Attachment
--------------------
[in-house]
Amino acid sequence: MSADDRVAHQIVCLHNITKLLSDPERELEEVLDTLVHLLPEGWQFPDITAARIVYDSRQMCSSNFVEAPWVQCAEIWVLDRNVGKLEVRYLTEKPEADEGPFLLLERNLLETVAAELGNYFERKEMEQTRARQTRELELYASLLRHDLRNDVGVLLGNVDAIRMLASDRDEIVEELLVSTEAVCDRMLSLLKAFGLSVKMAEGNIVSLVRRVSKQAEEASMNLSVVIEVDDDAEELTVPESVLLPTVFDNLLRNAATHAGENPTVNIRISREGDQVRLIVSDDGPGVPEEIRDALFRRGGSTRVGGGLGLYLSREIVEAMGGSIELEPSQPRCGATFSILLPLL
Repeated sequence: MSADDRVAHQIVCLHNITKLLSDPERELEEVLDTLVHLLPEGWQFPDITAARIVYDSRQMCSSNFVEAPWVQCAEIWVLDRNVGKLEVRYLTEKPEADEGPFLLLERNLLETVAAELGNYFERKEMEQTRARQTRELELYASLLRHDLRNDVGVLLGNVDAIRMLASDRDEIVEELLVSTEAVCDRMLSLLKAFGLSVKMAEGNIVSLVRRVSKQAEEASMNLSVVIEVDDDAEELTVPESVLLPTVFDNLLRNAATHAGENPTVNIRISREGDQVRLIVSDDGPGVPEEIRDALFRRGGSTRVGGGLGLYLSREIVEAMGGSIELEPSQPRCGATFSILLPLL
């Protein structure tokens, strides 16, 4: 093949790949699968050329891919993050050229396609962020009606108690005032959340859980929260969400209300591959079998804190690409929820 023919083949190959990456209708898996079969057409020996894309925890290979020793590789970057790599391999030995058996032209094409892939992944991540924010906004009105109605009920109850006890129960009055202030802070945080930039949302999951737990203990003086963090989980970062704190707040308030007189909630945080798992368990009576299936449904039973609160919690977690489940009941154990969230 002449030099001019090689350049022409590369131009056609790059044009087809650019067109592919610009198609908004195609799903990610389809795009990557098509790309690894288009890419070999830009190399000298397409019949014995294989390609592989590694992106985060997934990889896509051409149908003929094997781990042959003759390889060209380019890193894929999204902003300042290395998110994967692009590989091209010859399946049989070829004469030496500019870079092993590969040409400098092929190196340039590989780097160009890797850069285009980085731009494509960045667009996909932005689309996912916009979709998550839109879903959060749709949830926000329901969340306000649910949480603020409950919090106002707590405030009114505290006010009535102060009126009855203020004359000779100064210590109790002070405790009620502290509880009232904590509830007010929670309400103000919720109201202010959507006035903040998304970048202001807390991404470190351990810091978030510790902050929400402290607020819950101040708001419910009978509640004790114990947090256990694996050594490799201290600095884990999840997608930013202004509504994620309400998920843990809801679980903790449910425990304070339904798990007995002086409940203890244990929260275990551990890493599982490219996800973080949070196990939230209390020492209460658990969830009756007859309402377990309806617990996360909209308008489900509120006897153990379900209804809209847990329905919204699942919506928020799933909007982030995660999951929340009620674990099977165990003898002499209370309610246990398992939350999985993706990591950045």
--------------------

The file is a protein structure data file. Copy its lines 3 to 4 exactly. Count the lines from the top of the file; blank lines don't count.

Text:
Repeated sequence: MSADDRVAHQIVCLHNITKLLSDPERELEEVLDTLVHLLPEGWQFPDITAARIVYDSRQMCSSNFVEAPWVQCAEIWVLDRNVGKLEVRYLTEKPEADEGPFLLLERNLLETVAAELGNYFERKEMEQTRARQTRELELYASLLRHDLRNDVGVLLGNVDAIRMLASDRDEIVEELLVSTEAVCDRMLSLLKAFGLSVKMAEGNIVSLVRRVSKQAEEASMNLSVVIEVDDDAEELTVPESVLLPTVFDNLLRNAATHAGENPTVNIRISREGDQVRLIVSDDGPGVPEEIRDALFRRGGSTRVGGGLGLYLSREIVEAMGGSIELEPSQPRCGATFSILLPLL
């Protein structure tokens, strides 16, 4: 093949790949699968050329891919993050050229396609962020009606108690005032959340859980929260969400209300591959079998804190690409929820 023919083949190959990456209708898996079969057409020996894309925890290979020793590789970057790599391999030995058996032209094409892939992944991540924010906004009105109605009920109850006890129960009055202030802070945080930039949302999951737990203990003086963090989980970062704190707040308030007189909630945080798992368990009576299936449904039973609160919690977690489940009941154990969230 002449030099001019090689350049022409590369131009056609790059044009087809650019067109592919610009198609908004195609799903990610389809795009990557098509790309690894288009890419070999830009190399000298397409019949014995294989390609592989590694992106985060997934990889896509051409149908003929094997781990042959003759390889060209380019890193894929999204902003300042290395998110994967692009590989091209010859399946049989070829004469030496500019870079092993590969040409400098092929190196340039590989780097160009890797850069285009980085731009494509960045667009996909932005689309996912916009979709998550839109879903959060749709949830926000329901969340306000649910949480603020409950919090106002707590405030009114505290006010009535102060009126009855203020004359000779100064210590109790002070405790009620502290509880009232904590509830007010929670309400103000919720109201202010959507006035903040998304970048202001807390991404470190351990810091978030510790902050929400402290607020819950101040708001419910009978509640004790114990947090256990694996050594490799201290600095884990999840997608930013202004509504994620309400998920843990809801679980903790449910425990304070339904798990007995002086409940203890244990929260275990551990890493599982490219996800973080949070196990939230209390020492209460658990969830009756007859309402377990309806617990996360909209308008489900509120006897153990379900209804809209847990329905919204699942919506928020799933909007982030995660999951929340009620674990099977165990003898002499209370309610246990398992939350999985993706990591950045």